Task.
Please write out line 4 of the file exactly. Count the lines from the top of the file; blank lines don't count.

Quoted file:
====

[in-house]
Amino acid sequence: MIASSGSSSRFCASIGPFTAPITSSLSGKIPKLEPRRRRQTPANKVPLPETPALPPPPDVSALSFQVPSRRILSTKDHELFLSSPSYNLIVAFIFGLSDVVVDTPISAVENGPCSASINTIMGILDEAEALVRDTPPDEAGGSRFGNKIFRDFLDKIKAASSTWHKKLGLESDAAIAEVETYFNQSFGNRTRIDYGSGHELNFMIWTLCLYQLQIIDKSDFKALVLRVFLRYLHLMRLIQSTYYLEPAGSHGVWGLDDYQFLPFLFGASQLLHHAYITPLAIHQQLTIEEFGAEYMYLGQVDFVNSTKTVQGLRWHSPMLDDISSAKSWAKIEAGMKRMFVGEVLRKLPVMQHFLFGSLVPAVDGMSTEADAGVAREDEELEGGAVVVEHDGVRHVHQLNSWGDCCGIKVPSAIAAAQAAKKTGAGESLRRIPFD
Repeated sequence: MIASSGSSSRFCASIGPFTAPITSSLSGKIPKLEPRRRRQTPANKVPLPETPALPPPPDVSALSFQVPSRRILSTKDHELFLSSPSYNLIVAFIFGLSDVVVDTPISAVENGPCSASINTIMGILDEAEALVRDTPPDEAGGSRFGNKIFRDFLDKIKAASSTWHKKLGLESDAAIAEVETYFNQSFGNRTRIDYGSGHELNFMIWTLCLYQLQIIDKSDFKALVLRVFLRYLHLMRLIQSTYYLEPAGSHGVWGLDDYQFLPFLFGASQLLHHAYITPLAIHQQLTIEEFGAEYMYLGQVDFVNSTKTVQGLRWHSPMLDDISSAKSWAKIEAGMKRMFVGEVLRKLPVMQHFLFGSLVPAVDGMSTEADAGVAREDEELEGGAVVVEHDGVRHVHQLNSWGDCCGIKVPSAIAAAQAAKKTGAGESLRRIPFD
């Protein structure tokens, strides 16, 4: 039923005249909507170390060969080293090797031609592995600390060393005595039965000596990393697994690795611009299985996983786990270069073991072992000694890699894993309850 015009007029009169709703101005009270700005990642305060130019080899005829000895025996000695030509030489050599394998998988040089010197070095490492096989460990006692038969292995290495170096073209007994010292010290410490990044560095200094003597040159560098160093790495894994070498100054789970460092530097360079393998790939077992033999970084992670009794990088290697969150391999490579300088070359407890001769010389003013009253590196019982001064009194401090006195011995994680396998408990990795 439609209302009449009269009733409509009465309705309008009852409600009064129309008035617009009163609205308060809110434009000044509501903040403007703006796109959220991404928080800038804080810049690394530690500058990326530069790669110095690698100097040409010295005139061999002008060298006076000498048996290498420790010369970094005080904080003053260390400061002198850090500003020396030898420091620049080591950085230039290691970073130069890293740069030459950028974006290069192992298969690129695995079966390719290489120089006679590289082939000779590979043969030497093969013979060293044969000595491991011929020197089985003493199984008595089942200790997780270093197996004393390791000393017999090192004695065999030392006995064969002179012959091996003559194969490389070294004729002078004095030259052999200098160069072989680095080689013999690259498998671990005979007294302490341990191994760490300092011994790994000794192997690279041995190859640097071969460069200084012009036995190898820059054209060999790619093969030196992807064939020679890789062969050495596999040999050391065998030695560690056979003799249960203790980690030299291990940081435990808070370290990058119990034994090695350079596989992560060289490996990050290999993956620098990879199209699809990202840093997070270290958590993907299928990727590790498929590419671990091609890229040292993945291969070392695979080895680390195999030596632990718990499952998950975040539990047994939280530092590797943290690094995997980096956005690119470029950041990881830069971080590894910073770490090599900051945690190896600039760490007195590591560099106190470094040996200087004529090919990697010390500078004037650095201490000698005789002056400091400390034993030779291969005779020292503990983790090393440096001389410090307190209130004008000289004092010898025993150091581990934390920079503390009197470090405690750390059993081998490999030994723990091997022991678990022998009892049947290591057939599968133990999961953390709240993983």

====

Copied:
């Protein structure tokens, strides 16, 4: 039923005249909507170390060969080293090797031609592995600390060393005595039965000596990393697994690795611009299985996983786990270069073991072992000694890699894993309850 015009007029009169709703101005009270700005990642305060130019080899005829000895025996000695030509030489050599394998998988040089010197070095490492096989460990006692038969292995290495170096073209007994010292010290410490990044560095200094003597040159560098160093790495894994070498100054789970460092530097360079393998790939077992033999970084992670009794990088290697969150391999490579300088070359407890001769010389003013009253590196019982001064009194401090006195011995994680396998408990990795 439609209302009449009269009733409509009465309705309008009852409600009064129309008035617009009163609205308060809110434009000044509501903040403007703006796109959220991404928080800038804080810049690394530690500058990326530069790669110095690698100097040409010295005139061999002008060298006076000498048996290498420790010369970094005080904080003053260390400061002198850090500003020396030898420091620049080591950085230039290691970073130069890293740069030459950028974006290069192992298969690129695995079966390719290489120089006679590289082939000779590979043969030497093969013979060293044969000595491991011929020197089985003493199984008595089942200790997780270093197996004393390791000393017999090192004695065999030392006995064969002179012959091996003559194969490389070294004729002078004095030259052999200098160069072989680095080689013999690259498998671990005979007294302490341990191994760490300092011994790994000794192997690279041995190859640097071969460069200084012009036995190898820059054209060999790619093969030196992807064939020679890789062969050495596999040999050391065998030695560690056979003799249960203790980690030299291990940081435990808070370290990058119990034994090695350079596989992560060289490996990050290999993956620098990879199209699809990202840093997070270290958590993907299928990727590790498929590419671990091609890229040292993945291969070392695979080895680390195999030596632990718990499952998950975040539990047994939280530092590797943290690094995997980096956005690119470029950041990881830069971080590894910073770490090599900051945690190896600039760490007195590591560099106190470094040996200087004529090919990697010390500078004037650095201490000698005789002056400091400390034993030779291969005779020292503990983790090393440096001389410090307190209130004008000289004092010898025993150091581990934390920079503390009197470090405690750390059993081998490999030994723990091997022991678990022998009892049947290591057939599968133990999961953390709240993983």